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Home > Sunday Mid Day News > Was trying to survive as closeted lesbian while explaining to profs what dyslexia is

‘Was trying to survive as closeted lesbian while explaining to profs what dyslexia is’

Updated on: 07 May,2023 09:55 AM IST  |  Mumbai
Arpika Bhosale |

K Vaishali’s real-life diaries in a Hyderabad University hostel as doubly marginalised speak of extreme isolation, abuse by family, and discrimination, all underlined by the perpetual search for love

‘Was trying to survive as closeted lesbian while explaining to profs what dyslexia is’

K Vaishali

I grew up all over India, but it was in Mumbai that I came out to my mother. I had just given up on my parents’ dream to become a chartered accountant (CA), as well as a job at a CA firm. This was after I made an unacceptable error, calculating a client’s Direct Taxes as 64 per cent instead of 46 per cent. 

After this and a couple of similar incidents at the firm, like misspelling the name of the Chief Operating Officer, I knew something was off with the way my brain worked. Soon, my younger brother began showing similar signs. It was then that my parents agreed to let me take the dyslexia assessment test at age 20, something I had been asking for long. We were both diagnosed with dyslexia; I, with accompanying dysgraphia [neurological disorder that impacts writing ability and fine motor skills], and my brother with severe Attention Deficit Hyperactivity Disorder (ADHD).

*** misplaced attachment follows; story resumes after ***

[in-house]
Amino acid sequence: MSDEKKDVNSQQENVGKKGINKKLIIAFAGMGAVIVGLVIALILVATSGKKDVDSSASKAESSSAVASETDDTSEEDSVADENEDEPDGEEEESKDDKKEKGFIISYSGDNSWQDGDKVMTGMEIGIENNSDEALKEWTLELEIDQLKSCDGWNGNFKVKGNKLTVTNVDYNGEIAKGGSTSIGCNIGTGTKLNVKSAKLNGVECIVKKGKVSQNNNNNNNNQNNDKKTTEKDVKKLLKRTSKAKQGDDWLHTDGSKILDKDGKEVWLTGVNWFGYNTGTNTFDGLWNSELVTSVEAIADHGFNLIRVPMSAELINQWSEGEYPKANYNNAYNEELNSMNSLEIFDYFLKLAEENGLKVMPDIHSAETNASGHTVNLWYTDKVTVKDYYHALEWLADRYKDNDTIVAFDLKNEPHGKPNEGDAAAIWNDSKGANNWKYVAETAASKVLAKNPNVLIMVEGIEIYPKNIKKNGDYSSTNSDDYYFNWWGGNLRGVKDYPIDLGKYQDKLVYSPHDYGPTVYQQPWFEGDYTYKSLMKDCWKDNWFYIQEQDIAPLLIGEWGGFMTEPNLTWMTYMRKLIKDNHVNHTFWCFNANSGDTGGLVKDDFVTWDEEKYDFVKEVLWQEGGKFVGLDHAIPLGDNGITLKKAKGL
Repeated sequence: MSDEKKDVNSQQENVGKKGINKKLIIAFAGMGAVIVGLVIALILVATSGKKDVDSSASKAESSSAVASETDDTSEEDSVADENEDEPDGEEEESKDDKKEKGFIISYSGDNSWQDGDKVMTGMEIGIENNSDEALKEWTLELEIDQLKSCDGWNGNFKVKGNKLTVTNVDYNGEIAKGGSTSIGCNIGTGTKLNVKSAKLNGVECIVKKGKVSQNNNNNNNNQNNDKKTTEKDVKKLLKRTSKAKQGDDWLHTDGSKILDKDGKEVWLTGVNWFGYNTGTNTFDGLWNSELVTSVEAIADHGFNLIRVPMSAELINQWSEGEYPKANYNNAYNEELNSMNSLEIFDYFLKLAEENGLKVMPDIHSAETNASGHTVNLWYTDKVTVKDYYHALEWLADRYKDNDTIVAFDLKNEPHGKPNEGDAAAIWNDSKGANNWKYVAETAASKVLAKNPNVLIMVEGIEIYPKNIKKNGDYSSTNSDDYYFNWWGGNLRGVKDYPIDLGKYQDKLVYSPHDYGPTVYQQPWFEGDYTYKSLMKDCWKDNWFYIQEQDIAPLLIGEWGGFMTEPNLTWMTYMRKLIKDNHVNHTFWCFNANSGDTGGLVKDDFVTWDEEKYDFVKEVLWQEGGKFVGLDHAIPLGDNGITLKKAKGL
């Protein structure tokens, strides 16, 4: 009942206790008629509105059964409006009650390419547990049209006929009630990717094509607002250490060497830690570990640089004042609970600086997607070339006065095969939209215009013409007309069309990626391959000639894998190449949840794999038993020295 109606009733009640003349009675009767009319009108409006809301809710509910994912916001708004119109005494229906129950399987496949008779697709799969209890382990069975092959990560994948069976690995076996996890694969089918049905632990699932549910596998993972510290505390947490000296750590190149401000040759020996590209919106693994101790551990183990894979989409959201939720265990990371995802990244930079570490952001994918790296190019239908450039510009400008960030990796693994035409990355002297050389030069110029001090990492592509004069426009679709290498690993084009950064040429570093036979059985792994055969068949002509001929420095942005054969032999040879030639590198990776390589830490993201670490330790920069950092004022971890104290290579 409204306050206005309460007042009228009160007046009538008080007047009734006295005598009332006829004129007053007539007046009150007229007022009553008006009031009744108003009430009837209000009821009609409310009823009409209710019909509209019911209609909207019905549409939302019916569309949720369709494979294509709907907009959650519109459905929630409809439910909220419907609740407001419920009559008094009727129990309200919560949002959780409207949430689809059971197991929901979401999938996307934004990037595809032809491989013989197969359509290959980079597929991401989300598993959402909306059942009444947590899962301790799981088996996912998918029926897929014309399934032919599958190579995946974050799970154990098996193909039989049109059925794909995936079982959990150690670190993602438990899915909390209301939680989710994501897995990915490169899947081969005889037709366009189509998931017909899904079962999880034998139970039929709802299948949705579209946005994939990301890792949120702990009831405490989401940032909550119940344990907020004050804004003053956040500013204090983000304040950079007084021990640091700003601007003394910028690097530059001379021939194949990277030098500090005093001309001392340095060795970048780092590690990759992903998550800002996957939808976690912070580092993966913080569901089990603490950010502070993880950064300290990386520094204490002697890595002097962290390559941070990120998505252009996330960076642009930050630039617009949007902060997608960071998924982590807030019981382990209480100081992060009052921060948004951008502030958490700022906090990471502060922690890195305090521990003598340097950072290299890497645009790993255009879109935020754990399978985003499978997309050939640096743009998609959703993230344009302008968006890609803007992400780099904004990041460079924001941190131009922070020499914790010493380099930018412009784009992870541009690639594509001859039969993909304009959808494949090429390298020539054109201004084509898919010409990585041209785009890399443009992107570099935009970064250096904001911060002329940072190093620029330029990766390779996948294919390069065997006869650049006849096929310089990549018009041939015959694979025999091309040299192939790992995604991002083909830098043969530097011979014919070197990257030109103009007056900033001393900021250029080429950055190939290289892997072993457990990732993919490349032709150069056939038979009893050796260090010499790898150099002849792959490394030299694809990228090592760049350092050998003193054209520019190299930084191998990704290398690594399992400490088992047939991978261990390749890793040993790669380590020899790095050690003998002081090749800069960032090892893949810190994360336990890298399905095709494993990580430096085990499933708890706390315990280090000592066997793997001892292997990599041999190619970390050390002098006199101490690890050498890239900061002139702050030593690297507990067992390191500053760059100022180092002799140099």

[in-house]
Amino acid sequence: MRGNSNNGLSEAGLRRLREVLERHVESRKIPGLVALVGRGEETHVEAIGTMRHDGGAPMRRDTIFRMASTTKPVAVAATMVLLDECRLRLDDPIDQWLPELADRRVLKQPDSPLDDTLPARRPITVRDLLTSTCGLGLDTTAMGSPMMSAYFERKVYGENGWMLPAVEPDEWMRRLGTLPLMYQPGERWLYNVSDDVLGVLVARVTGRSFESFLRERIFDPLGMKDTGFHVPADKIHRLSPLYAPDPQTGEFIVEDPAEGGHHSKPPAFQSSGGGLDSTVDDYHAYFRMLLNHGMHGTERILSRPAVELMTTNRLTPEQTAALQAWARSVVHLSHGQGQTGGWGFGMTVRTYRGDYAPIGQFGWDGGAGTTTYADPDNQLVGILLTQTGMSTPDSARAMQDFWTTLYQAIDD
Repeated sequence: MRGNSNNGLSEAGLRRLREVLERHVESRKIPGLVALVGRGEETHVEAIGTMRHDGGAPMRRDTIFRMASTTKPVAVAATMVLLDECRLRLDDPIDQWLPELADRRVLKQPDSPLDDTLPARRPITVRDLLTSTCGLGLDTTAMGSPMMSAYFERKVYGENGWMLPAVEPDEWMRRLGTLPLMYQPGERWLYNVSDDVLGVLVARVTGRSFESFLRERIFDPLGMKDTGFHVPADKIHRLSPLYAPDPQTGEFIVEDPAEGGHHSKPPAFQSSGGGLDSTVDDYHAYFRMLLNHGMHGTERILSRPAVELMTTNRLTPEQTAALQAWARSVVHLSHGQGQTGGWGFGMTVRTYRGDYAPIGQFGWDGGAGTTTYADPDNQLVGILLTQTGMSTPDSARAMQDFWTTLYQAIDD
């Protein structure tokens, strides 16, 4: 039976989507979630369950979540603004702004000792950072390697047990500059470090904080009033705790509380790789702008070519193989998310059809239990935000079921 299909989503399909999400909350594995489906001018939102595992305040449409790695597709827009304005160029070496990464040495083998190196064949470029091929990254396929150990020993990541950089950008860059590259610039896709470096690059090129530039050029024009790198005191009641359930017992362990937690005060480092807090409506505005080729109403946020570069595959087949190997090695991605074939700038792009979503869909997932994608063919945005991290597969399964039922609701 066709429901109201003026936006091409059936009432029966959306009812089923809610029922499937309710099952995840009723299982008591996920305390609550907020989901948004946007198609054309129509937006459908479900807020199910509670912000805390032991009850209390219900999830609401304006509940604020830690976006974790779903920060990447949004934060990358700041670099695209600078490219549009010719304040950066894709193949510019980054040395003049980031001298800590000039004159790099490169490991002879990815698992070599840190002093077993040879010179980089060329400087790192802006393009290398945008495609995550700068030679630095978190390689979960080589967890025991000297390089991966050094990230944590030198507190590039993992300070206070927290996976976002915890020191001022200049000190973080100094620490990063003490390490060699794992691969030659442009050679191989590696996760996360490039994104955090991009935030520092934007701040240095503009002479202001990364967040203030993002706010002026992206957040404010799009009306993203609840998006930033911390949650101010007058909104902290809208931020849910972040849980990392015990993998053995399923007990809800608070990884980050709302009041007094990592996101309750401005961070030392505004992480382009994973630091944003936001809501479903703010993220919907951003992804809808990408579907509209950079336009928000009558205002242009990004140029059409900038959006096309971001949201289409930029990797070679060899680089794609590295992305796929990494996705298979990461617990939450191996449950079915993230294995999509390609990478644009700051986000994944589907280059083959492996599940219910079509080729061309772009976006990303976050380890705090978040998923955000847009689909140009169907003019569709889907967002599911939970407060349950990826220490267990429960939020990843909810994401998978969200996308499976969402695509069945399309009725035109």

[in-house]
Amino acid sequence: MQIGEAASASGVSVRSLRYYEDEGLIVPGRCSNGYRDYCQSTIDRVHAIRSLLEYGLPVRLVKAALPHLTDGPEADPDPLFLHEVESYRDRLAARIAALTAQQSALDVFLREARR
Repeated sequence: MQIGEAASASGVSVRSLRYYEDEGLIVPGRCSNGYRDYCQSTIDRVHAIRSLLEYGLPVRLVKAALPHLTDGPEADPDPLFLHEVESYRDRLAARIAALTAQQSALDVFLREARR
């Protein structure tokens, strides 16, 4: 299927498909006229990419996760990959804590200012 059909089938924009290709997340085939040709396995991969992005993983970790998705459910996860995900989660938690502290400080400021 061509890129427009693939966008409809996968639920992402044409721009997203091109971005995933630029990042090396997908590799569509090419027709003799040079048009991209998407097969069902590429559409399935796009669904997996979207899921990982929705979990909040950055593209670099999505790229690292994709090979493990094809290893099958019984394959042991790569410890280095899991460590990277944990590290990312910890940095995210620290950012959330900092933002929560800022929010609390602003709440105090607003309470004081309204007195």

Dyslexia is more than just flipping the letters in a word; it’s a state of mind, it’s the way you grasp or fail to grasp concepts. Dysgraphia, among other things, is the inability to understand which hand is the left and which is the right. With the diagnosis, I was finally able to understand so much about myself and my inability to do well at school despite putting in an inordinate amount of time and energy. I was also coming to terms with a part of myself that was more puzzling. Even though I had not fully understood what it meant to be lesbian, I came out to my parents; my mother had a very difficult time [accepting it]. 

It was around this time that my parents moved to Chennai, and my brother to Delhi for higher studies. I wouldn’t go as far as saying that they didn’t care about me. They were dealing with their own issues and didn’t know what to do with a lesbian daughter.

I had to take care of myself and to support myself in the city, I started managing a cinema hall. But living in Mumbai isn’t cheap. I moved to Ahmedabad and worked as an office boy but I was fired. I quickly understood that I needed a safe place, so I applied for a Masters degree in Communications at Hyderabad University. Not only was I trying to find a place to lay my head, I also had to take care of my meals. 

There I was, trying to survive as a closeted lesbian, while trying to explain to my professors what dyslexia and dysgraphia is. I had to tell them about the disability and explain how they might have to help me. I was looking to them for assistance but was sorely disappointed. 

It was when I began my second year that I thought I must finally pen my journey. I had written a semi-self published book but this one [Homeless: Growing Up Lesbian And Dyslexic In India] was going to be different. It became a ‘coming out’ book and I am glad it did. I no longer have to hide this part of myself. My current workplace is supportive of my book and my disabilities. I find this comforting; it is essential if I am to live an authentic life. 

My time at university, although tough, was also the time I found a supportive partner. Now that I am out publicly, I find it liberating that I can stop referring to her as ‘he’, when I tell someone that I have someone special in my life. 

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